In the film, we hear Roger Stone called, “a sleaze ball,” a “malevolent Forrest Gump,” “evil,” soulless,” “reprehensible,” the original “dirty trickster,” “crazy and wrong and racist,” – all from respectable mouths. And every accusation is demonstrated and validated with rock-solid evidence from recent political history, including direct acknowledgements from some of his co-conspirators. And Stone is entirely unapologetic. Roger himself seems to delight in detailing his own, dark and nefarious power-plays. Its almost like he’s using this expose’ to further fuel his own mythology.
Still, there is no getting around what a truly malignant cancer this man’s life has been, and the serious damage he has done to America (even if you voted for Donald Trump). And this movie succinctly covers the timeline from when the Republican Party was known for its Eisenhower-esque straight-laced earnestness to the “new alt-right,” who fights dirty in order to win at all costs, and who believes that “morality is a synonym for weakness” and deserving of contempt. And there is Roger Stone, a part of every step along that vile timeline,” loving you for hating him for personally forging that trail, or so he wants you to believe. It is highly likely, or at least quite possible, that Roger was a mere leech, clinging to and sucking the blood from a much larger beast. (Or, if he’s right — and he has a successful track record, he’s a genius and we’re his lucky sucker-beneficiaries.) I am reminded, for some reason, of Bob Dylan’s famous line:
“Everybody must get Stoned!”
In this film, Bod Dylan gets his wish. But overall, it’s a grim reality, and frightening, if you stop to think about it, and these filmmakers manage to make it watchable by playing on its inherent Hollywood charisma, which was of course crafted by Roger Stone himself. It’s a political documentary operating as a horror film (or is it the other way around?) And you even get to hear Roger enumerate what he has defined as the Four Stages of Fame, as well as his list of Roger’s Rules. And if you are at all holding onto any hope that the worst of Donald Trump were “misstatements” by him or “fake news” by others, it’s definitely worth watching this film that will very logically and convincingly cut away any sense of faith or hope that you have.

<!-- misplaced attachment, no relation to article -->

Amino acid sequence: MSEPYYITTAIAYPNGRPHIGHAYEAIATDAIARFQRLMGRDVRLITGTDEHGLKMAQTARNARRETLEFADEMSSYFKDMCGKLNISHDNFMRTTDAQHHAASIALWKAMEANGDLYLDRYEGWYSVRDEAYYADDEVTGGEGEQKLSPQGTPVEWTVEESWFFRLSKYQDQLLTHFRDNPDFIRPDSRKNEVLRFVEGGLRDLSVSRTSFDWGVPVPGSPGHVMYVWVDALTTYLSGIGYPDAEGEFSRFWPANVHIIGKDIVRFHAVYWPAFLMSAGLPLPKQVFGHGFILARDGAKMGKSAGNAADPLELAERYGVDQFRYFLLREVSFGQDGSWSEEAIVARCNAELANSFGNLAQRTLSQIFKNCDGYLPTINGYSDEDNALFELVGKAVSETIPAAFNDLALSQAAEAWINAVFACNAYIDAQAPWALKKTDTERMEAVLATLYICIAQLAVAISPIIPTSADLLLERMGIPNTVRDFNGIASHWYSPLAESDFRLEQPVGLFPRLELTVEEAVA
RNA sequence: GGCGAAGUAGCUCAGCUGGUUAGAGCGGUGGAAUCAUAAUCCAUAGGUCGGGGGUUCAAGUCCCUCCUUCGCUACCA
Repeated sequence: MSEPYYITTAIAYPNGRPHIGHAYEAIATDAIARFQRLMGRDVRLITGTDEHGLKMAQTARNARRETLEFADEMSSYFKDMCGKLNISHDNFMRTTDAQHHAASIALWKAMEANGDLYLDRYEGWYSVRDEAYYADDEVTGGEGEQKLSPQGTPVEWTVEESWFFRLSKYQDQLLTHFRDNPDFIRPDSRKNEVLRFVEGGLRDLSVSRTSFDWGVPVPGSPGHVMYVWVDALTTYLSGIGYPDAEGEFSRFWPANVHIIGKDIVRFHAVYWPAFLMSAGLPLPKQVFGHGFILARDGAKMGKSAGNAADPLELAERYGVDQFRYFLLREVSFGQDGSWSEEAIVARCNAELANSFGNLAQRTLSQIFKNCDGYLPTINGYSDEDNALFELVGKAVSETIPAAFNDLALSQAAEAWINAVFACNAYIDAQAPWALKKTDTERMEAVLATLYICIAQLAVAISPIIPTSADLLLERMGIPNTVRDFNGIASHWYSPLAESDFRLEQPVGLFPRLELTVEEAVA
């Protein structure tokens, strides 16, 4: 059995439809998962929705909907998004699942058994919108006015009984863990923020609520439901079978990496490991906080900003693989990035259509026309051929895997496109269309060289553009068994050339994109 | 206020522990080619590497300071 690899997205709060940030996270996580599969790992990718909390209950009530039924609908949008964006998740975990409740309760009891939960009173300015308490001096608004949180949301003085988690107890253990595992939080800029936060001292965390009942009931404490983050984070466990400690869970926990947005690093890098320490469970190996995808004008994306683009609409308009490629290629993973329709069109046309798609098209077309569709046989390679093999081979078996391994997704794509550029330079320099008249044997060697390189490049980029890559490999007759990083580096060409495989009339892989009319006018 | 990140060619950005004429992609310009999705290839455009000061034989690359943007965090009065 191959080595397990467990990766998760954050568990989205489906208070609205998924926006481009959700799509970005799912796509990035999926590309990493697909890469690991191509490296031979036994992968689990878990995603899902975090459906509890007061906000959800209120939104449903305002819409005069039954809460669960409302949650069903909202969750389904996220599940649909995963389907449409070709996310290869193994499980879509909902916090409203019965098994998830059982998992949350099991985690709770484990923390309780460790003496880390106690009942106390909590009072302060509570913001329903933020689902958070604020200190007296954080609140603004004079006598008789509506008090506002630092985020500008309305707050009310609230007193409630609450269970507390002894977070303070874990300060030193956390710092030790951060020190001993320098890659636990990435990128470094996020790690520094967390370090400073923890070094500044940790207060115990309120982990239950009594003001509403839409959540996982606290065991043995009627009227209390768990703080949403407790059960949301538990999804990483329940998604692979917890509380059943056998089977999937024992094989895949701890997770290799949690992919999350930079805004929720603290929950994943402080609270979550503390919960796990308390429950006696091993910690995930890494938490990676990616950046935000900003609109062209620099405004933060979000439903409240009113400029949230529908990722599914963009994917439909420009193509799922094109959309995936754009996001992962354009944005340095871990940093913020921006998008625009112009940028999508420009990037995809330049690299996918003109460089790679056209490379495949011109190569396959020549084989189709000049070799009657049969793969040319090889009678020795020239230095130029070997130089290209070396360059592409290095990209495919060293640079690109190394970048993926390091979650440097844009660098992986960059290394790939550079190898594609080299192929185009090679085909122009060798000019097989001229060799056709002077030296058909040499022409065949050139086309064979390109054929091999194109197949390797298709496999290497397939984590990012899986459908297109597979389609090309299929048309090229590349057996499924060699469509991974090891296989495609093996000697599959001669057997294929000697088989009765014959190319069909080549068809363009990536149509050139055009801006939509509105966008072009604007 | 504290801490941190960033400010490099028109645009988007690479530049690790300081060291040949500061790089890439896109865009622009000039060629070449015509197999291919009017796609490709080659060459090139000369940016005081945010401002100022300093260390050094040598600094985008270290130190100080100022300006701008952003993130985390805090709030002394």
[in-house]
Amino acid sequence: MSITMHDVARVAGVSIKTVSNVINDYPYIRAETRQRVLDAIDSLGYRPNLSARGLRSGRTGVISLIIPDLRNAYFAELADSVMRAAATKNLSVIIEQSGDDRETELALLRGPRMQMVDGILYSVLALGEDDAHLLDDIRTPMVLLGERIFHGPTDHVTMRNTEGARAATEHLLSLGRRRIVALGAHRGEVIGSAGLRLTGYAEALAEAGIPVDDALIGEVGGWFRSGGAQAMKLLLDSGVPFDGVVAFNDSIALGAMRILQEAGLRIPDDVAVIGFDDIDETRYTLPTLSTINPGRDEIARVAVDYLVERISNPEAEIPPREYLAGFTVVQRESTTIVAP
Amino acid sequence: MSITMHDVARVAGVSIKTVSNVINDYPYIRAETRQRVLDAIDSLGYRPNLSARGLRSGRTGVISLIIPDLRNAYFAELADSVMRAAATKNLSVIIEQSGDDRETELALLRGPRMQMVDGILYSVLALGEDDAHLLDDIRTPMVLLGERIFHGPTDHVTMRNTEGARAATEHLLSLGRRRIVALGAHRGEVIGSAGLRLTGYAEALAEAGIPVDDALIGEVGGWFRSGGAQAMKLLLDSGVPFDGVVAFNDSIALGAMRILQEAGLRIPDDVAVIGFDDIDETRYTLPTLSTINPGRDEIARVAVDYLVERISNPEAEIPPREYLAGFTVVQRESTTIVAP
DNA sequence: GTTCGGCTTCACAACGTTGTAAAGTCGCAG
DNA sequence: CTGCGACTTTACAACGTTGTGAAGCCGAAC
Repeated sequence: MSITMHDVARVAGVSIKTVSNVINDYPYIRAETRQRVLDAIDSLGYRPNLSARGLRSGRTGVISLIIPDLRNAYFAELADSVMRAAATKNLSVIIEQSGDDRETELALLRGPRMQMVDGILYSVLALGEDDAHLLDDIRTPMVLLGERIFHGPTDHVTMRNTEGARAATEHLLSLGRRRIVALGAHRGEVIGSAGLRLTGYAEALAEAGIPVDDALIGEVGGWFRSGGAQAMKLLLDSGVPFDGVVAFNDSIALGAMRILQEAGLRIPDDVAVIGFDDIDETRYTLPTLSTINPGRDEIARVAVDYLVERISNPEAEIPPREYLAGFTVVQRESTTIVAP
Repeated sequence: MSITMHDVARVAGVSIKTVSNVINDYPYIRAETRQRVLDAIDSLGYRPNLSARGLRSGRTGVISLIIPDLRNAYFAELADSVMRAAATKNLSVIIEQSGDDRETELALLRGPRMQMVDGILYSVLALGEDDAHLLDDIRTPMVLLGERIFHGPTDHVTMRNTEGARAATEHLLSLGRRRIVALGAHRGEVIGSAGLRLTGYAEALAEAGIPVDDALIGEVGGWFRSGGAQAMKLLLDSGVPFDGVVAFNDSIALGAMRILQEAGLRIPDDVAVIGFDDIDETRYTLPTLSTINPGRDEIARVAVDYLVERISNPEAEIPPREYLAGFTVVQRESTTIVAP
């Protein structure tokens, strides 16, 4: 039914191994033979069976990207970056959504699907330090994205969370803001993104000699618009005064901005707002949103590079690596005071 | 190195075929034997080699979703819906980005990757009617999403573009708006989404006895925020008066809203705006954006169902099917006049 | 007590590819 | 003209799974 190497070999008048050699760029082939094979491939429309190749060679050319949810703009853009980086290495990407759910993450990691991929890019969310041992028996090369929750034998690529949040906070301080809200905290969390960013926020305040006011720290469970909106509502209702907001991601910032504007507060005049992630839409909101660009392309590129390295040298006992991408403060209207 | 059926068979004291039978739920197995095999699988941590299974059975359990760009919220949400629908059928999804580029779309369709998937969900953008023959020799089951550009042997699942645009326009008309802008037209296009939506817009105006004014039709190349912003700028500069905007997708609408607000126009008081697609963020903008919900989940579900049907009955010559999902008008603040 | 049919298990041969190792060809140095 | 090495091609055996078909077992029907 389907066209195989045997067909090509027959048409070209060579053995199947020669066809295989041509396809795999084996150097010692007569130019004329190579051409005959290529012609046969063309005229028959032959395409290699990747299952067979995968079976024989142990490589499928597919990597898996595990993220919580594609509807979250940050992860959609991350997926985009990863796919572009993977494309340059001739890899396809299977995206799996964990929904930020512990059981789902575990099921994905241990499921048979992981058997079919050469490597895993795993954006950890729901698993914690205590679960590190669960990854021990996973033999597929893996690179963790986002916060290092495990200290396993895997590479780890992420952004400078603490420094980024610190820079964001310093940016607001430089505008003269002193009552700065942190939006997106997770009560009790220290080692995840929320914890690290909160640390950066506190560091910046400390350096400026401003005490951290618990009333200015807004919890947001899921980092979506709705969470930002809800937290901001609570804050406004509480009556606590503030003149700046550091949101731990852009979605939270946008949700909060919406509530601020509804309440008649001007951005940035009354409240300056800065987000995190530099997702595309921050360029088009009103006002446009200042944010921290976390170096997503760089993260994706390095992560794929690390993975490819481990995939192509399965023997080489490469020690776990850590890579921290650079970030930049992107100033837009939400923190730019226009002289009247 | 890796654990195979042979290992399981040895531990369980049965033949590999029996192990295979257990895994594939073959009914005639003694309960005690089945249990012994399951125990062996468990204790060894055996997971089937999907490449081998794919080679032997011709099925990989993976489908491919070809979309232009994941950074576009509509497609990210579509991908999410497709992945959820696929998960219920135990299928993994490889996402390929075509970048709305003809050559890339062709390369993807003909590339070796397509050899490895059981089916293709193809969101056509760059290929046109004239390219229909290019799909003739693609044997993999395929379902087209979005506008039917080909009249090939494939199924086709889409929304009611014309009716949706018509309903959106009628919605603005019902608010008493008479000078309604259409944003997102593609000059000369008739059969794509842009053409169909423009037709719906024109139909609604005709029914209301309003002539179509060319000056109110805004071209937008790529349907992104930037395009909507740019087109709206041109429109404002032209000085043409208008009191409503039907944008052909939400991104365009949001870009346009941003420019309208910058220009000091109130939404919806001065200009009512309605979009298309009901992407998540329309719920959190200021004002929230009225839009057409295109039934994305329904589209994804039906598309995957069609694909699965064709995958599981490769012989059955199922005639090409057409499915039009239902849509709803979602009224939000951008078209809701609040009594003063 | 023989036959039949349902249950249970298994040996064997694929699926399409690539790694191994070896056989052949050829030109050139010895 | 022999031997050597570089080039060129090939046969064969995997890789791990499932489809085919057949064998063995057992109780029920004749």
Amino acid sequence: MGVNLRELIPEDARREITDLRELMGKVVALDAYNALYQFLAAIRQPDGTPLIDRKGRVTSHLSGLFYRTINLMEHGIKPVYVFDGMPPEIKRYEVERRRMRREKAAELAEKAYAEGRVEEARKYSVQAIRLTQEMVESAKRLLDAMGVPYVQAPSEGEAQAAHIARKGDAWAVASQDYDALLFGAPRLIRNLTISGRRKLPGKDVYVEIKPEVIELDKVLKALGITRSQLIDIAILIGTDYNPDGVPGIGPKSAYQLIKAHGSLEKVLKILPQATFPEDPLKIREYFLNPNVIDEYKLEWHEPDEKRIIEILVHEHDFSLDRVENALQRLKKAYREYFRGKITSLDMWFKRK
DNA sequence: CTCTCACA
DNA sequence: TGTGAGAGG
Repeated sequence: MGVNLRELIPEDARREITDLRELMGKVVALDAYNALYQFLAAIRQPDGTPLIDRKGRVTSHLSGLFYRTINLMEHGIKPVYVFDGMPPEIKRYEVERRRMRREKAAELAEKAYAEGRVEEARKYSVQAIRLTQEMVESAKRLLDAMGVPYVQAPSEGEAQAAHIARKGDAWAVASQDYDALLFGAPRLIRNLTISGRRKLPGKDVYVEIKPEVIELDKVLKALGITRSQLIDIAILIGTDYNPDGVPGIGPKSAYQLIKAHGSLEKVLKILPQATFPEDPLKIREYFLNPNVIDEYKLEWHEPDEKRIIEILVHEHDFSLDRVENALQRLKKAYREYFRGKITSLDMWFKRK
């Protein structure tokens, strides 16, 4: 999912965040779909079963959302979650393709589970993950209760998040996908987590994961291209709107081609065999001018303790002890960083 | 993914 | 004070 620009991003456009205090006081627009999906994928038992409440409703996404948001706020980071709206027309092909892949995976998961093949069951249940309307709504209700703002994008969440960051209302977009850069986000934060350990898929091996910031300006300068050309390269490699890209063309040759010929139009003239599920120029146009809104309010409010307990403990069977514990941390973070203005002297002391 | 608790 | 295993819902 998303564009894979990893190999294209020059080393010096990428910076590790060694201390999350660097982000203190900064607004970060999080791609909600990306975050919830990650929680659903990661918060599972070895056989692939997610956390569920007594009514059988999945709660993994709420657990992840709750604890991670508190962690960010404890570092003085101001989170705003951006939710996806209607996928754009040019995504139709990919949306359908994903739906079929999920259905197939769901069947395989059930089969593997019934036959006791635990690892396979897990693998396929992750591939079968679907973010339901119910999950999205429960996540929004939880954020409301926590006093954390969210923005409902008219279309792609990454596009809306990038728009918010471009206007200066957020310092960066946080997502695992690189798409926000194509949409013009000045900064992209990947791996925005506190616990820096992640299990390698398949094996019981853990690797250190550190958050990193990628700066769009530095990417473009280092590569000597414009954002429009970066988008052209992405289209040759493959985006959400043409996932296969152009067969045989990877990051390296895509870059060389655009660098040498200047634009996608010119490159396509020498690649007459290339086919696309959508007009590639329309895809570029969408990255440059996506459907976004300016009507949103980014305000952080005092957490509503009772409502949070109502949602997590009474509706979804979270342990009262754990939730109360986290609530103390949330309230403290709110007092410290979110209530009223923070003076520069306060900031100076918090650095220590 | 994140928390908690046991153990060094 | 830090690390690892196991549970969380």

Not really worth paying $17 or more to see in the movie theater (as you’ve seen much of it play out recently on the TV news), but definitely watchable on Netflix. Have some booze handy, to help numb the pain, but I promise you that this film tells the story of a train wreck from which you will not look away. There are no suggestions for remedying the problem, only a bleak-to-the-point-of-absurdity view of the sad state of our union. At the least, it will give you lots of topics to talk about at the water cooler.
It’s not over yet. In today’s New Yorker, regular contributor Jeffrey Toobin, who is also interviewed extensively in the film Get Me Roger Stone, and contributes some of the most amusing comments, now writes a detailed article about the film and the Stone-Trump-Nixon connection. Helen’s review is Highly impulsive, but if you want the nitty-gritty from an insider expert, click here to check out Toobin’s article.